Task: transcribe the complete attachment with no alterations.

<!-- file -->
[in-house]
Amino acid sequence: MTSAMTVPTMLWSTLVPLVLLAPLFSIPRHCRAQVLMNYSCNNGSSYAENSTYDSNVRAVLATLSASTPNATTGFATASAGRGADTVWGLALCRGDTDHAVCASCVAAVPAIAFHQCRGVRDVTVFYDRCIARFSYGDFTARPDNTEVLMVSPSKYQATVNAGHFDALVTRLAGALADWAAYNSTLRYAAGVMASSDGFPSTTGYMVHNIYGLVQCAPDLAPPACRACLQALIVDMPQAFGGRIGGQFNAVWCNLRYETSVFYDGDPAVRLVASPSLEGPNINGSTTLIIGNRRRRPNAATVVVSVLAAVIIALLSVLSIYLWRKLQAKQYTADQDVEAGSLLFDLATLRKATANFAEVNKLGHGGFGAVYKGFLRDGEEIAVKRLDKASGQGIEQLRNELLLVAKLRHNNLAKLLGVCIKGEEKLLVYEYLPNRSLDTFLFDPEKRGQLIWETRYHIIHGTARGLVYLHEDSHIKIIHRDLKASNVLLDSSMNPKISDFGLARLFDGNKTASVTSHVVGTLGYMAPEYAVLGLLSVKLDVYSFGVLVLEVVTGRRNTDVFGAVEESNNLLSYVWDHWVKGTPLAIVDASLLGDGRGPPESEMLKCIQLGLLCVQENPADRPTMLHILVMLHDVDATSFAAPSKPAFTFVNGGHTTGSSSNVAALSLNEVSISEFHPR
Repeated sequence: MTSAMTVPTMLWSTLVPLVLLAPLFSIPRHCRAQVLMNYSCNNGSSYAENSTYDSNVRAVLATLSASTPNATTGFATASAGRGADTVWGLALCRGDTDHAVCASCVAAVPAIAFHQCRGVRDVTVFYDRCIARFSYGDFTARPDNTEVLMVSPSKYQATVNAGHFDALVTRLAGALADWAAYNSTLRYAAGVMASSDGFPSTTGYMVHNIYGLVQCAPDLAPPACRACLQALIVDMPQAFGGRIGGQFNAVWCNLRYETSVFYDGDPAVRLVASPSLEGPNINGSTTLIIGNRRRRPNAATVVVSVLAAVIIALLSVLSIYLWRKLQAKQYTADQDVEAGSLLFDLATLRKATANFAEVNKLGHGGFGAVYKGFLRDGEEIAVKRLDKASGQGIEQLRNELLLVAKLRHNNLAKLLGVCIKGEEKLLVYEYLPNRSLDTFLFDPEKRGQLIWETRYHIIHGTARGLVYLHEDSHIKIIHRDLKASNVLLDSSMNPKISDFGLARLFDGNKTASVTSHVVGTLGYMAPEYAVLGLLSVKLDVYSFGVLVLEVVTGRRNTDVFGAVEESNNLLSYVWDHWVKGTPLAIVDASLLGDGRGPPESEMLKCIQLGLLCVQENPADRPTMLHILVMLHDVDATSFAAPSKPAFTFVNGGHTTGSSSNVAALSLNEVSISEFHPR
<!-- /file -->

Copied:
[in-house]
Amino acid sequence: MTSAMTVPTMLWSTLVPLVLLAPLFSIPRHCRAQVLMNYSCNNGSSYAENSTYDSNVRAVLATLSASTPNATTGFATASAGRGADTVWGLALCRGDTDHAVCASCVAAVPAIAFHQCRGVRDVTVFYDRCIARFSYGDFTARPDNTEVLMVSPSKYQATVNAGHFDALVTRLAGALADWAAYNSTLRYAAGVMASSDGFPSTTGYMVHNIYGLVQCAPDLAPPACRACLQALIVDMPQAFGGRIGGQFNAVWCNLRYETSVFYDGDPAVRLVASPSLEGPNINGSTTLIIGNRRRRPNAATVVVSVLAAVIIALLSVLSIYLWRKLQAKQYTADQDVEAGSLLFDLATLRKATANFAEVNKLGHGGFGAVYKGFLRDGEEIAVKRLDKASGQGIEQLRNELLLVAKLRHNNLAKLLGVCIKGEEKLLVYEYLPNRSLDTFLFDPEKRGQLIWETRYHIIHGTARGLVYLHEDSHIKIIHRDLKASNVLLDSSMNPKISDFGLARLFDGNKTASVTSHVVGTLGYMAPEYAVLGLLSVKLDVYSFGVLVLEVVTGRRNTDVFGAVEESNNLLSYVWDHWVKGTPLAIVDASLLGDGRGPPESEMLKCIQLGLLCVQENPADRPTMLHILVMLHDVDATSFAAPSKPAFTFVNGGHTTGSSSNVAALSLNEVSISEFHPR
Repeated sequence: MTSAMTVPTMLWSTLVPLVLLAPLFSIPRHCRAQVLMNYSCNNGSSYAENSTYDSNVRAVLATLSASTPNATTGFATASAGRGADTVWGLALCRGDTDHAVCASCVAAVPAIAFHQCRGVRDVTVFYDRCIARFSYGDFTARPDNTEVLMVSPSKYQATVNAGHFDALVTRLAGALADWAAYNSTLRYAAGVMASSDGFPSTTGYMVHNIYGLVQCAPDLAPPACRACLQALIVDMPQAFGGRIGGQFNAVWCNLRYETSVFYDGDPAVRLVASPSLEGPNINGSTTLIIGNRRRRPNAATVVVSVLAAVIIALLSVLSIYLWRKLQAKQYTADQDVEAGSLLFDLATLRKATANFAEVNKLGHGGFGAVYKGFLRDGEEIAVKRLDKASGQGIEQLRNELLLVAKLRHNNLAKLLGVCIKGEEKLLVYEYLPNRSLDTFLFDPEKRGQLIWETRYHIIHGTARGLVYLHEDSHIKIIHRDLKASNVLLDSSMNPKISDFGLARLFDGNKTASVTSHVVGTLGYMAPEYAVLGLLSVKLDVYSFGVLVLEVVTGRRNTDVFGAVEESNNLLSYVWDHWVKGTPLAIVDASLLGDGRGPPESEMLKCIQLGLLCVQENPADRPTMLHILVMLHDVDATSFAAPSKPAFTFVNGGHTTGSSSNVAALSLNEVSISEFHPR